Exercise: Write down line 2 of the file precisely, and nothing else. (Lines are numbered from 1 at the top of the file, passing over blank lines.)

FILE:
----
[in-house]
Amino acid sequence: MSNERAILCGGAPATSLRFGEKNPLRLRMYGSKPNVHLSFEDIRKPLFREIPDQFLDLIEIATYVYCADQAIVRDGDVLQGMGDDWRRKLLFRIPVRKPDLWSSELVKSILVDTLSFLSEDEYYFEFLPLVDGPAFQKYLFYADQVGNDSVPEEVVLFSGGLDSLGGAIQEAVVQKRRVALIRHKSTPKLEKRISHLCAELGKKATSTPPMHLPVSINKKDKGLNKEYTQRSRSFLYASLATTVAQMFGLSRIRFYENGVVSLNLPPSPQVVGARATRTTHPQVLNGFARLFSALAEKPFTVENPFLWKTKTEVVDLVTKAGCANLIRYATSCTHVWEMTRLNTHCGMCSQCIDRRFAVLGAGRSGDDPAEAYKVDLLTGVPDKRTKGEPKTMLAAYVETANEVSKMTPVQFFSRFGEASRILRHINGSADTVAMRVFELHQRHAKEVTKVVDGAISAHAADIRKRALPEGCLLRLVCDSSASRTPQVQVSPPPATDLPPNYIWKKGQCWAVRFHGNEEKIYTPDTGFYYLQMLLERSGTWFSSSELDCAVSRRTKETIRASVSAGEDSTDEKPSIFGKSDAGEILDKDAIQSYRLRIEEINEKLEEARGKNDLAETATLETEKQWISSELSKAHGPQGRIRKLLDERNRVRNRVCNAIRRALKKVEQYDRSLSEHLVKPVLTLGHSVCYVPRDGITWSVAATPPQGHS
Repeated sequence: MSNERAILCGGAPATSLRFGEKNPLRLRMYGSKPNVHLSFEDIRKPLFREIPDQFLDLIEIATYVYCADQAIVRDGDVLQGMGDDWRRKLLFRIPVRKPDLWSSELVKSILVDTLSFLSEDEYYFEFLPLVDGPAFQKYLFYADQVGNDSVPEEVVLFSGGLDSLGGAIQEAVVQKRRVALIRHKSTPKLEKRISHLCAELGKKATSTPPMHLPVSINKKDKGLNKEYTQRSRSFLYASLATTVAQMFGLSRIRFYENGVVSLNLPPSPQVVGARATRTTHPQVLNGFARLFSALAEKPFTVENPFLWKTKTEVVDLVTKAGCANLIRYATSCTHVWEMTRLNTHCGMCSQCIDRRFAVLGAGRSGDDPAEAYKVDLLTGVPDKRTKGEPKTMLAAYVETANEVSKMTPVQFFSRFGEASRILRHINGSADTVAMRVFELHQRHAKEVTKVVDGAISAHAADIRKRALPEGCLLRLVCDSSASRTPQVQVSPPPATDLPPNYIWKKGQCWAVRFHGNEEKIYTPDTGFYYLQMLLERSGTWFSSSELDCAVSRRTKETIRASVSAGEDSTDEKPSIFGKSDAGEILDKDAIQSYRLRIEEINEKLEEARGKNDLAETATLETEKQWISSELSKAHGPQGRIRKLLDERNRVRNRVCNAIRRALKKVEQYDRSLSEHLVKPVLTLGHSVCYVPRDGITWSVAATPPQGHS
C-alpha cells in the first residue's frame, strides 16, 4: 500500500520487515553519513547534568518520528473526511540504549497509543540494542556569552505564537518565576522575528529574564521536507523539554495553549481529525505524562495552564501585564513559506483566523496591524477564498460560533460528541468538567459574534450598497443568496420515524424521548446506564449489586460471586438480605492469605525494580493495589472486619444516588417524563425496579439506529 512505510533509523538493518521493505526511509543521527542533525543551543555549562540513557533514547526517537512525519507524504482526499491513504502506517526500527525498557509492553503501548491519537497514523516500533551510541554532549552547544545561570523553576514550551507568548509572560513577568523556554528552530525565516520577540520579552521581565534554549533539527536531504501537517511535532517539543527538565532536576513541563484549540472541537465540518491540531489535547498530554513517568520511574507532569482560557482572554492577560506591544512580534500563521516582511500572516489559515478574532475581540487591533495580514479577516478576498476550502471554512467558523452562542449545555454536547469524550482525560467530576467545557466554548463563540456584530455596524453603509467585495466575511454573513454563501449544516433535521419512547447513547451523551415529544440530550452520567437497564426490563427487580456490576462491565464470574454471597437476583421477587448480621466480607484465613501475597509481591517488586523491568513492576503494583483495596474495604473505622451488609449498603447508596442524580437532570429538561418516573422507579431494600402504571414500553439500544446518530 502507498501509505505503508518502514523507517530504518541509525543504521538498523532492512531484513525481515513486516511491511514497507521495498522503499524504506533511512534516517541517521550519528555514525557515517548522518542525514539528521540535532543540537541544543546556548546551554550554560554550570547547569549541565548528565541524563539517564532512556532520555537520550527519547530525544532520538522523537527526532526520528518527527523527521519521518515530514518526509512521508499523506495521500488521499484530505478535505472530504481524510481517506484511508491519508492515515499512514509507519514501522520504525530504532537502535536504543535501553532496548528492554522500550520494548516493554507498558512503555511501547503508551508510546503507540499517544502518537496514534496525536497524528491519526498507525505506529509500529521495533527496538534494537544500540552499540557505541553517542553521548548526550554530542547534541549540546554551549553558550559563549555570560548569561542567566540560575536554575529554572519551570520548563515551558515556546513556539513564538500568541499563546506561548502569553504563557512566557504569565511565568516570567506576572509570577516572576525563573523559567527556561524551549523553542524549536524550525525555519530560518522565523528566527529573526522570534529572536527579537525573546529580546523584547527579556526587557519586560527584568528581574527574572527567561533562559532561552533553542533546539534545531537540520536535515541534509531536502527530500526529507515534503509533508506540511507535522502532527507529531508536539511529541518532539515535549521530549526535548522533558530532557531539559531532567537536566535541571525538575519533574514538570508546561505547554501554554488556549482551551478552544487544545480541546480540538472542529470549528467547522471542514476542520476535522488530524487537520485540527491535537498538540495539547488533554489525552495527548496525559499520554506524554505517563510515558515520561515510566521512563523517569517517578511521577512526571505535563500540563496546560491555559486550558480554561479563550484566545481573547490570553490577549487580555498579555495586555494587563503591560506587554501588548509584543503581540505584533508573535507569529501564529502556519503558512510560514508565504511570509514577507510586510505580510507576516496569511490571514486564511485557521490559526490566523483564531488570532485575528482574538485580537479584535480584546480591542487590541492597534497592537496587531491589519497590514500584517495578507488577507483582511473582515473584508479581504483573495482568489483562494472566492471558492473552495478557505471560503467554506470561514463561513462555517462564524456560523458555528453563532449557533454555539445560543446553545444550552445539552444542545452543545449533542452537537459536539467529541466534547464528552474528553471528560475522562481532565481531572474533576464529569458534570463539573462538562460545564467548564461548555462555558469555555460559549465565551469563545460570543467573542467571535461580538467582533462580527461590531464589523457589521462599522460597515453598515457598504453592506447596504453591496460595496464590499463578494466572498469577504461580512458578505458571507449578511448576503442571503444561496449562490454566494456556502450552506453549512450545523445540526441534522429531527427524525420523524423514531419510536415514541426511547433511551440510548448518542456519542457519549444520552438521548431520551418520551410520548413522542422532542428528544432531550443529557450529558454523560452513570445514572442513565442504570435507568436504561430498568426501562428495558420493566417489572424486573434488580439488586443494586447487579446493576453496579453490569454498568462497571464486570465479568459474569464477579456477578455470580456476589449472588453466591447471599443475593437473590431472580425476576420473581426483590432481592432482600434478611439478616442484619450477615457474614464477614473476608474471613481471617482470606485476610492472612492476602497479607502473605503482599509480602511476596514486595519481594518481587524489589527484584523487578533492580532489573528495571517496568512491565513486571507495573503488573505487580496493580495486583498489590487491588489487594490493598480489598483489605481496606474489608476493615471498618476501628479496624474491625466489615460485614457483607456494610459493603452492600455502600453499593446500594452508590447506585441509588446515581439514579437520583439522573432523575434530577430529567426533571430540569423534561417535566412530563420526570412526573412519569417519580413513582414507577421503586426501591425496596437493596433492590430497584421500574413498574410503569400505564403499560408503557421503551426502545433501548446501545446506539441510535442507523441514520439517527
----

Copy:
Amino acid sequence: MSNERAILCGGAPATSLRFGEKNPLRLRMYGSKPNVHLSFEDIRKPLFREIPDQFLDLIEIATYVYCADQAIVRDGDVLQGMGDDWRRKLLFRIPVRKPDLWSSELVKSILVDTLSFLSEDEYYFEFLPLVDGPAFQKYLFYADQVGNDSVPEEVVLFSGGLDSLGGAIQEAVVQKRRVALIRHKSTPKLEKRISHLCAELGKKATSTPPMHLPVSINKKDKGLNKEYTQRSRSFLYASLATTVAQMFGLSRIRFYENGVVSLNLPPSPQVVGARATRTTHPQVLNGFARLFSALAEKPFTVENPFLWKTKTEVVDLVTKAGCANLIRYATSCTHVWEMTRLNTHCGMCSQCIDRRFAVLGAGRSGDDPAEAYKVDLLTGVPDKRTKGEPKTMLAAYVETANEVSKMTPVQFFSRFGEASRILRHINGSADTVAMRVFELHQRHAKEVTKVVDGAISAHAADIRKRALPEGCLLRLVCDSSASRTPQVQVSPPPATDLPPNYIWKKGQCWAVRFHGNEEKIYTPDTGFYYLQMLLERSGTWFSSSELDCAVSRRTKETIRASVSAGEDSTDEKPSIFGKSDAGEILDKDAIQSYRLRIEEINEKLEEARGKNDLAETATLETEKQWISSELSKAHGPQGRIRKLLDERNRVRNRVCNAIRRALKKVEQYDRSLSEHLVKPVLTLGHSVCYVPRDGITWSVAATPPQGHS